The Dreamworld theme park on Queensland’s Gold Coast continues to struggle following the 2016 tragedy that claimed four lives, with park owner Ardent Leisure saying the recovery in patron numbers is taking longer than expected.
Ardent Leisure says it will suffer an $84 million to $94 million loss for 2017/18, with cuts to the value of Dreamworld plus impairments on its US entertainment centres business weighing on results.
That compares with a loss of $63 million a year earlier.
Ardent has cut $75 million from the value of Dreamworld and flagged a non-cash impairment charge of $38 million related to five leisure centres in the US, based on preliminary, unaudited results for the year ended June 26 released on Monday.
The bleak trading update pushed the stock down 7.5 cents, or 3.7 per cent, to $1.93 in a lower Australian share market, at 1353 AEST.
The company’s theme parks division is forecast to book a loss of between $91 million to $95 million for the year ended June 26, compared with a loss of $98 million a year earlier, hurt by lower revenue and poor weather.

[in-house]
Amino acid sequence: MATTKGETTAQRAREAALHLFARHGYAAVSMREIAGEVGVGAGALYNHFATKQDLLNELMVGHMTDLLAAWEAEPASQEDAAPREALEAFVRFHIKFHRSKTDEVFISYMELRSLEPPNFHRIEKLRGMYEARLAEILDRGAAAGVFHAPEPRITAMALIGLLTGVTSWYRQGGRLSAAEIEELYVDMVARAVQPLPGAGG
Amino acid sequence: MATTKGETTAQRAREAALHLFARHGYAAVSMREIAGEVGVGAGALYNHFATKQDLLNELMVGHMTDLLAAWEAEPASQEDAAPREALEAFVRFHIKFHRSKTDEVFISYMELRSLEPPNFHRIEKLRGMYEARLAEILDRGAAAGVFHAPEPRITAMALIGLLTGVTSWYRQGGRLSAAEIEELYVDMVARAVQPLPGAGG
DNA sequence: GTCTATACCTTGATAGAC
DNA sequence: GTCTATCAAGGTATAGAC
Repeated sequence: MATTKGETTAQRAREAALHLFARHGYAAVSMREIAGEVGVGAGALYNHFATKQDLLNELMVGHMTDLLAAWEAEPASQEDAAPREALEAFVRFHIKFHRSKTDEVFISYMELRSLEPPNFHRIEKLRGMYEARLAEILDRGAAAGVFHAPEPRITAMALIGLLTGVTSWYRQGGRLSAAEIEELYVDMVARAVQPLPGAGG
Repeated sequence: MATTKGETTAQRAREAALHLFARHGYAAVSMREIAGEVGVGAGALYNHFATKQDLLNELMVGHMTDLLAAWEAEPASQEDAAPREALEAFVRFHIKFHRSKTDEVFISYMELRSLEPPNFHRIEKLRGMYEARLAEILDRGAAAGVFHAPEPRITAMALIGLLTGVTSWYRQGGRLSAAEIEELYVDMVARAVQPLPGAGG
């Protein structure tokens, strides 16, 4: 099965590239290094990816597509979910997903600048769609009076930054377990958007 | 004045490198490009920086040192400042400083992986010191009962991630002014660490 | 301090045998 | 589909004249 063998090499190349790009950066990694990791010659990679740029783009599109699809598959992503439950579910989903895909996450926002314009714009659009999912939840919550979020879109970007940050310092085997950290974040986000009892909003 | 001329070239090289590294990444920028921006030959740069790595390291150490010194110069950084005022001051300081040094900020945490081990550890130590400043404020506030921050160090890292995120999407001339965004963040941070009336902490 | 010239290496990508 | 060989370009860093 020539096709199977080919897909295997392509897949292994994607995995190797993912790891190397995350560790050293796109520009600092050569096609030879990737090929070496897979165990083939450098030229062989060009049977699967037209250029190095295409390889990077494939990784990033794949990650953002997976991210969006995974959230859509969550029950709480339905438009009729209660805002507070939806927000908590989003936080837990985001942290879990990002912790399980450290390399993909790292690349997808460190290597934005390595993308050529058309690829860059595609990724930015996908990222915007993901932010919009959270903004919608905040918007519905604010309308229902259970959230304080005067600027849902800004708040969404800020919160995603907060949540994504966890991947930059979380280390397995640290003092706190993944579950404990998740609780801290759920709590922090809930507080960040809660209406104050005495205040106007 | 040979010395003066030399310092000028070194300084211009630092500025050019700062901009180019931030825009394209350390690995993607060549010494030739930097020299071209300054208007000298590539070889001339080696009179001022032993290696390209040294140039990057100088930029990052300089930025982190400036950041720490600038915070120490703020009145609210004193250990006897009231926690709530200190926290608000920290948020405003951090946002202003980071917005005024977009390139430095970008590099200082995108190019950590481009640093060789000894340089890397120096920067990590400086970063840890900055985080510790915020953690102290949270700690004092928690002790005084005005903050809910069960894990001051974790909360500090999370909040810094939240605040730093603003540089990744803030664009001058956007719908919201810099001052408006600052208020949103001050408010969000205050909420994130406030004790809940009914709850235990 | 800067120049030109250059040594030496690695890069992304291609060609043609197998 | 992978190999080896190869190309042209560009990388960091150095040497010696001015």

Its Main Event division – which has 41 bowling and games centres across the US – is forecast to book a drop in annual underlying earnings to $12 million to $15 million, down from $46 million a year earlier, due to the $38 million impairment charge as well as pre-opening and restructuring costs totalling $12 million.
Ardent’s trading update comes a month after Dreamworld chief executive Craig Davidson, who was in the position at the time of the disaster, resigned.
Ardent chief experience officer Nicole Noye took over as acting CEO of theme parks until Mr Davidson’s replacement has been found.
Ms Noye will be supported by two new executive appointments of Phil Tanner as director of Safety, and former Queensland Police Inspector Mike McKay as director for culture, community and external relations.
Ardent expects to report its full-year results on August 22.